But now, by spending $200 for a new OS, $135 for a new hard drive, and $60 for an extra 1GB of memory, I've ended up with a familiar faithful friend that may be good for as much as another three years.  Sure, the computer is handicapped by a much slower processor than the latest computers have, and sure it doesn't come as a brand new computer with a new three year warranty, but these small upgrades have saved me over $1000.

That's not to say that this has all been the work of a few brief minutes of course.  Downloading (or finding the original disks for) all the different software on my laptop has been a several day process, and there's still a bit of learning curve to adjust to Windows 7 compared to Vista, but all in all, I feel it has been time very well spent.

I do begrudge the time required by PC Tools to register their Spyware Doctor program - one has to type in a 48 character registration key in addition to typing in one's name.  48 characters (8 of them are dashes, but even so)!!!  The 40 character password is enough to give more than a billion different unique identifiers to every man, woman and child on the planet, plus with ample check digits to prevent people guessing other valid identifiers.

What sort of corporate conceit requires such a long registration code?  Even Microsoft only requires 25 character codes.

It gets worse.  After manually typing it all in, if you've made a single mistake (as many of us will, and as I did) rather than telling you and letting you edit the one tiny error you made, it zeroes out all the data and requires you to type it all in again.

With Microsoft now offering a complete free anti-virus program, you'd think that companies that still hope to sell their similar products such as PC Tools would lift their game a bit (I'm only continuing to use PC Tools because I bought a multi-year multi-computer subscription which has yet to expire).

Win7 might be better than Vista, but it - and the other Microsoft programs - are still far from perfect.  The system still sometimes freezes.  But at least a reboot is vastly quicker now than it was in the 'bad old days' of a three year old Vista based system.

The system also seems to be demonstrating some instabilities, dropping its network connection on a random basis.  Some underlying Win7 problem, perhaps?  Unfortunately, the latest Dell drivers for the computer are generally 2 - 3 years old; and so are pre-Win7.  Whatever the problem is, the usability of the laptop is currently greatly compromised.  One step forward, two steps back, it seems.

Joe Brancatelli told me an interesting story of his Windows 7 upgrade experiences.  He had two identical laptops - one with few applications on it, and one with lots of different stuff.  He upgraded them both to Win7, in the same way, at the same time - not by reformatting and starting over but by installing Windows 7 on top of the previous OS and preserving all its settings and software/data.  But although the laptop with lots of applications and data installed perfectly, the laptop with few applications and data - the one which should be the easier install - gave him no end of problems.  Software these days, particularly from Microsoft, seems to be as much a matter of good luck as good management.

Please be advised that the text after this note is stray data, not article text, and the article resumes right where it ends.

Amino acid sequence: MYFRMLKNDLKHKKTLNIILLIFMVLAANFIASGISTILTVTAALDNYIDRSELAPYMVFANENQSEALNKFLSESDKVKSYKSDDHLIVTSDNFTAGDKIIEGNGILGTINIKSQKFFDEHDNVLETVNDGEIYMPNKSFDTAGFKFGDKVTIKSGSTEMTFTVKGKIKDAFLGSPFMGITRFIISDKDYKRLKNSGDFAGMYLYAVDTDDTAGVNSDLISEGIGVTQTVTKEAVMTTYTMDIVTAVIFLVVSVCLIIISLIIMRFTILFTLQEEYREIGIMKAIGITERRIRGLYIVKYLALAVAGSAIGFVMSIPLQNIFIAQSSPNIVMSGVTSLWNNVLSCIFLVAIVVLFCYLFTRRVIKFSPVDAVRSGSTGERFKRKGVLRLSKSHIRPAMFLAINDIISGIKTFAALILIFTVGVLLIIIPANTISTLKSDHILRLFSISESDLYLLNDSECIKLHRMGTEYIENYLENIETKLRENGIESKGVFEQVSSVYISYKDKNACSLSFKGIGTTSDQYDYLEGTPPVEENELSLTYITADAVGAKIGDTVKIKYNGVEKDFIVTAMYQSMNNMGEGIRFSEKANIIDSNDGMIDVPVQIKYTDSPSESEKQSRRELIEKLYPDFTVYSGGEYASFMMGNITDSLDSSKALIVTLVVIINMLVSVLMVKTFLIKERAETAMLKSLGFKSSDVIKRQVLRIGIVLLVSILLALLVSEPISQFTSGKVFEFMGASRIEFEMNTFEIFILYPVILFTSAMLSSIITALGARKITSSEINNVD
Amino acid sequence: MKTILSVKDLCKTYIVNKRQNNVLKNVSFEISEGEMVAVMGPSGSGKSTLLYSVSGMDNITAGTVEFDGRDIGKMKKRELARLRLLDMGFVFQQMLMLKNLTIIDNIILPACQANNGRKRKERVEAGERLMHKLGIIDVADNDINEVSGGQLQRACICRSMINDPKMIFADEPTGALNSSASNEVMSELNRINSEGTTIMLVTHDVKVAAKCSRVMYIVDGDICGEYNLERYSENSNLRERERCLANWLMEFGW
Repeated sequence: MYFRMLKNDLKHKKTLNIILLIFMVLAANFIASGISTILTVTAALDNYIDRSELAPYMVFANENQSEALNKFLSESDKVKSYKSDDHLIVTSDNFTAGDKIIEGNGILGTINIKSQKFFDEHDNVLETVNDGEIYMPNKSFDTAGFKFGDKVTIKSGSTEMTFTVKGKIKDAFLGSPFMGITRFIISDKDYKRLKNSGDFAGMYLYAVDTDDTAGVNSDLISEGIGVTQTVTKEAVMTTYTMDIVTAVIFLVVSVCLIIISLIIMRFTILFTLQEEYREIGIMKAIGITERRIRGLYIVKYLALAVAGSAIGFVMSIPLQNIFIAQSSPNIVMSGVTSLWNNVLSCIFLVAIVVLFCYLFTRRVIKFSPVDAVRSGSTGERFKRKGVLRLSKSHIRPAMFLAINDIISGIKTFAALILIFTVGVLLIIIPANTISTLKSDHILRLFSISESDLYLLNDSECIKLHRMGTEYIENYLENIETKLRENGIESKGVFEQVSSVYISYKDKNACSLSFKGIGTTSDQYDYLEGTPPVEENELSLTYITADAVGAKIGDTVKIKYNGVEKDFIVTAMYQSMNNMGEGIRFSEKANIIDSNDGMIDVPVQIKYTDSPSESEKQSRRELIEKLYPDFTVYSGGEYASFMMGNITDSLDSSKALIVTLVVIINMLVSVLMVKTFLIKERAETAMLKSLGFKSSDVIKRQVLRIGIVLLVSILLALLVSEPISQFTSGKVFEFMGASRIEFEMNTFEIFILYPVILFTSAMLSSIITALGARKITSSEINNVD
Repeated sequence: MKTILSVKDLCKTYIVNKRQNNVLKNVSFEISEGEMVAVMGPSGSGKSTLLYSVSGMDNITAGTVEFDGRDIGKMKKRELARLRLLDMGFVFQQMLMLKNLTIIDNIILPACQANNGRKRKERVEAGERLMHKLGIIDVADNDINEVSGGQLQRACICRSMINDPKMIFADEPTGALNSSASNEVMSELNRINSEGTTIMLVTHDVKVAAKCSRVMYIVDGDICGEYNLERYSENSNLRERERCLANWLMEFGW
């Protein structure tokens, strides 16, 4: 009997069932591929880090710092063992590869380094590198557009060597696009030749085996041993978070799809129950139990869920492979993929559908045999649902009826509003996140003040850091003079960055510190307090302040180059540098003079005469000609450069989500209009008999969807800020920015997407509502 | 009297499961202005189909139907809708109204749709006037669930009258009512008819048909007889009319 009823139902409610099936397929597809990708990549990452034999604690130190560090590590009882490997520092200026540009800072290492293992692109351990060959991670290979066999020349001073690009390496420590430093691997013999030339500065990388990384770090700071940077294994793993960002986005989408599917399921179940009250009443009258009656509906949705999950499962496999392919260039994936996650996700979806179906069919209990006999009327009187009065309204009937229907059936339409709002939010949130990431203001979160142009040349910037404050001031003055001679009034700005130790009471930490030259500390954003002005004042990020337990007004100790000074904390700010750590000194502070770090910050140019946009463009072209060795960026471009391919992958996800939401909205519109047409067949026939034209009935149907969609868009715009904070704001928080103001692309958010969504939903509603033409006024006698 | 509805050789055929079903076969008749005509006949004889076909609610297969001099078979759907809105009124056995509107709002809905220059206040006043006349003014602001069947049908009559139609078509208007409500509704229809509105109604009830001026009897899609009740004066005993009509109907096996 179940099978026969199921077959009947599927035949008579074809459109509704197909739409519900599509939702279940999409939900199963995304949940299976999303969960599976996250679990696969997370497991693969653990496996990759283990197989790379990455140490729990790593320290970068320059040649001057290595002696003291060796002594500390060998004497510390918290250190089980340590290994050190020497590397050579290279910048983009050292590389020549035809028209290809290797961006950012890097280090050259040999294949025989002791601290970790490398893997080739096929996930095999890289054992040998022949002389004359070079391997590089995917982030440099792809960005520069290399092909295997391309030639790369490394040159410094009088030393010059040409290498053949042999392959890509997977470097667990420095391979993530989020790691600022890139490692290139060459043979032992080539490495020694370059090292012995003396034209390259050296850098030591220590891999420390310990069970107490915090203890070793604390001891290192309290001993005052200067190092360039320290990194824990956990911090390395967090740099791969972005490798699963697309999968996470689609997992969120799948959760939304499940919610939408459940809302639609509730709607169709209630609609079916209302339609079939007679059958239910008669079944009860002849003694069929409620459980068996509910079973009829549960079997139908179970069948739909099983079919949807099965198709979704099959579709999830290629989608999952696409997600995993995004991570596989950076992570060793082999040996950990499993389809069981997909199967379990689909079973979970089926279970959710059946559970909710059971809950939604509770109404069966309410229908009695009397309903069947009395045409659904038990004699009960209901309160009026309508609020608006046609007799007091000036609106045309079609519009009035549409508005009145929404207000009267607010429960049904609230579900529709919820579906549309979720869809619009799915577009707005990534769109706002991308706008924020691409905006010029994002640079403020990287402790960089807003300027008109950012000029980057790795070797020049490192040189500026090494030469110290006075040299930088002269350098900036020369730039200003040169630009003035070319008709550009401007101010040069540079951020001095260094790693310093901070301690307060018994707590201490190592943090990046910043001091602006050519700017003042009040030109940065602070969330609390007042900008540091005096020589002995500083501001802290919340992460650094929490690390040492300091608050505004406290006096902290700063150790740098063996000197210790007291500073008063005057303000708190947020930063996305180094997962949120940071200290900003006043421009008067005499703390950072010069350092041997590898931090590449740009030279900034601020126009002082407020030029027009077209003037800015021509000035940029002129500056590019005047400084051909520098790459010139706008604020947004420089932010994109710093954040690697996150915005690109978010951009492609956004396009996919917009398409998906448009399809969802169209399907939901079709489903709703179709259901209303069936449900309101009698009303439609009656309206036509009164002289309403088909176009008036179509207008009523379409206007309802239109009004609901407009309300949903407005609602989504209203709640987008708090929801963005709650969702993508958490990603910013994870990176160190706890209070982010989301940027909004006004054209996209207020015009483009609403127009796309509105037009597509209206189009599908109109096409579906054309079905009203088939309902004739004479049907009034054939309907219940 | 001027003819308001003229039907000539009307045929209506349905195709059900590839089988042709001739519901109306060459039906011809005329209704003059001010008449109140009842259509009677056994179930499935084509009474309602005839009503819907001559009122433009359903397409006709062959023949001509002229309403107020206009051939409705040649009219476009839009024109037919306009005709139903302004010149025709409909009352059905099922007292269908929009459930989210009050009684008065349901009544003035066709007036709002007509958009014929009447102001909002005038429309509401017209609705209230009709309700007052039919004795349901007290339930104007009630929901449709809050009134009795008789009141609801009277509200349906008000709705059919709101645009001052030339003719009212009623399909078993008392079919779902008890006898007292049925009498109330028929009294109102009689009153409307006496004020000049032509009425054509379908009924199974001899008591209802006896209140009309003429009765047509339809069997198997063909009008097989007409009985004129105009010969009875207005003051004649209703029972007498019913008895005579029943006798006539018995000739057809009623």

Talking about Dell - yuck, how I hate to talk about them, and how I hate, even more, to talk to them.  I got an email on Thursday telling me I was being charged $49 for a service call.  I've happily had no contact with Dell for some weeks, and my laptop still has a couple of weeks warranty remaining on it, so I was surprised by this.

I called the contact number in the email, and keyed in the seven digit extension number to directly reach the person who'd raised the charge, only to get into an endless loop whereby the result of entering the seven digit extension number was a request to enter the seven digit extension number, and so on and so on.

Impassioned pressing of the 0 key finally got me to someone who was unable to help me, but who transferred me to someone who could help me.  Unfortunately, that person was also unable to help me, and transferred me to a third person (unable to help), who in turn transferred me to a fourth person.  All four people were in India not the US, and the phone line quality varied between average and unintelligible, and none of them were able to tell me anything about the charge.  Eventually I gave up and accepted the fourth gentleman's promise to 'look into it and email me and explanation.  Ten hours later, I've heard nothing more.

But maybe that makes sense, at least in some sort of alternate Dell universe.  He tried to tell me that it was a service call placed on 29 Jan, but the conversation was occurring on 28 Jan.  So I guess he can't look into it until after it has occurred - insert Twilight Zone music here.

So, with that as lenghty introduction, what's an obvious next thing to talk about?  Yes, of course.  How can I avoid joining in the chorus of comments about Apple's new iPad tablet device, announced on Wednesday.  So - quick question/answer - is it a 'must have' device that you should rush out and get as soon as it becomes available for sale?